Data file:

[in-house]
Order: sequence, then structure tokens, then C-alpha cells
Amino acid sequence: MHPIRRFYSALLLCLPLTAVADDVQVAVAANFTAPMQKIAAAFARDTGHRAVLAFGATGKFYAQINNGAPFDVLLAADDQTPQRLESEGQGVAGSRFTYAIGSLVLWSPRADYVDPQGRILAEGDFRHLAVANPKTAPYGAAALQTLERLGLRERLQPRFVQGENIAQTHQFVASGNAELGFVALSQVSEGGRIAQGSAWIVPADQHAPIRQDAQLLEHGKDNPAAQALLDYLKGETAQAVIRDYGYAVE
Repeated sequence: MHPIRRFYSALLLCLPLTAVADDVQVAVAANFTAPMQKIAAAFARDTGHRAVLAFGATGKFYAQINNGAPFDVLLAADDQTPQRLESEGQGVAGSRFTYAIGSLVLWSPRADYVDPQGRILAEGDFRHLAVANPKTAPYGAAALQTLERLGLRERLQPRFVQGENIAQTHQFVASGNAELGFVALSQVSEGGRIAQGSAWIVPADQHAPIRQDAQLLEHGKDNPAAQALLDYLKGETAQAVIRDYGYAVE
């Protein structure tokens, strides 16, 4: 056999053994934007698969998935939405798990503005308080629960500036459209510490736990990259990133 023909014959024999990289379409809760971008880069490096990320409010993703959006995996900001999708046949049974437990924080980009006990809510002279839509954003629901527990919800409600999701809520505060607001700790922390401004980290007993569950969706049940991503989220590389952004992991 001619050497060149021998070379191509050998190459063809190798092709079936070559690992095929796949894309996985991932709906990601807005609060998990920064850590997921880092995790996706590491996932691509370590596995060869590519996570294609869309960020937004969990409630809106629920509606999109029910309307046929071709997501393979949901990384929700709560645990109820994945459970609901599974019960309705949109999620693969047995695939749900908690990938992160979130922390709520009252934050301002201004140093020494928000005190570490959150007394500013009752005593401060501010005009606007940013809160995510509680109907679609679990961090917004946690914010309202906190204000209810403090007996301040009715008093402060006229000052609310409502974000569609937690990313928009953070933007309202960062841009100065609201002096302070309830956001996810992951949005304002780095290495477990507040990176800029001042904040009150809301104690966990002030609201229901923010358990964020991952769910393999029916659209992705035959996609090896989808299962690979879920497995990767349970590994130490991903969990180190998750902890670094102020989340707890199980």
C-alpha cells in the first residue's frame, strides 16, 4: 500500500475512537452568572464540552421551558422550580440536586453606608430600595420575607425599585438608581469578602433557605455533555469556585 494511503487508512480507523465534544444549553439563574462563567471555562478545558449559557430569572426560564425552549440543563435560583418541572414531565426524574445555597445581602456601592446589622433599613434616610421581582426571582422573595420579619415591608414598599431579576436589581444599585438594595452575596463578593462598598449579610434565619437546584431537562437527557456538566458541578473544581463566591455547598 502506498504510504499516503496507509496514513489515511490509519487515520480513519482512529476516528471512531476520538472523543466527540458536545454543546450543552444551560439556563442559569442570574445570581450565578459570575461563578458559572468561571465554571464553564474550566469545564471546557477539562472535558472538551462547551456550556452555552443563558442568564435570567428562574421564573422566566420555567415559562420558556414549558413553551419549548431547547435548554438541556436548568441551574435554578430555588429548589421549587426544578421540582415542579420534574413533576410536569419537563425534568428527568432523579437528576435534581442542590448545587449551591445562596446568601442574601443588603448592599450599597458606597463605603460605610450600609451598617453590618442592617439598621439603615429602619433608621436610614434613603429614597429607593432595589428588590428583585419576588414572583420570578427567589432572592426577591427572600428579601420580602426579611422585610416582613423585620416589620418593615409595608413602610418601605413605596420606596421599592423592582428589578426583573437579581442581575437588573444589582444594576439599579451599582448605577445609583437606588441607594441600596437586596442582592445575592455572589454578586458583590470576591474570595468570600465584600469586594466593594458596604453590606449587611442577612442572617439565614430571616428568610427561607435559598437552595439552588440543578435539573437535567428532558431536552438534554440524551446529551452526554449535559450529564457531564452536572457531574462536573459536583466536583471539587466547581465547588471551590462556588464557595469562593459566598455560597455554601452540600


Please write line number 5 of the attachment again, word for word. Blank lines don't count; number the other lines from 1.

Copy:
């Protein structure tokens, strides 16, 4: 056999053994934007698969998935939405798990503005308080629960500036459209510490736990990259990133 023909014959024999990289379409809760971008880069490096990320409010993703959006995996900001999708046949049974437990924080980009006990809510002279839509954003629901527990919800409600999701809520505060607001700790922390401004980290007993569950969706049940991503989220590389952004992991 001619050497060149021998070379191509050998190459063809190798092709079936070559690992095929796949894309996985991932709906990601807005609060998990920064850590997921880092995790996706590491996932691509370590596995060869590519996570294609869309960020937004969990409630809106629920509606999109029910309307046929071709997501393979949901990384929700709560645990109820994945459970609901599974019960309705949109999620693969047995695939749900908690990938992160979130922390709520009252934050301002201004140093020494928000005190570490959150007394500013009752005593401060501010005009606007940013809160995510509680109907679609679990961090917004946690914010309202906190204000209810403090007996301040009715008093402060006229000052609310409502974000569609937690990313928009953070933007309202960062841009100065609201002096302070309830956001996810992951949005304002780095290495477990507040990176800029001042904040009150809301104690966990002030609201229901923010358990964020991952769910393999029916659209992705035959996609090896989808299962690979879920497995990767349970590994130490991903969990180190998750902890670094102020989340707890199980």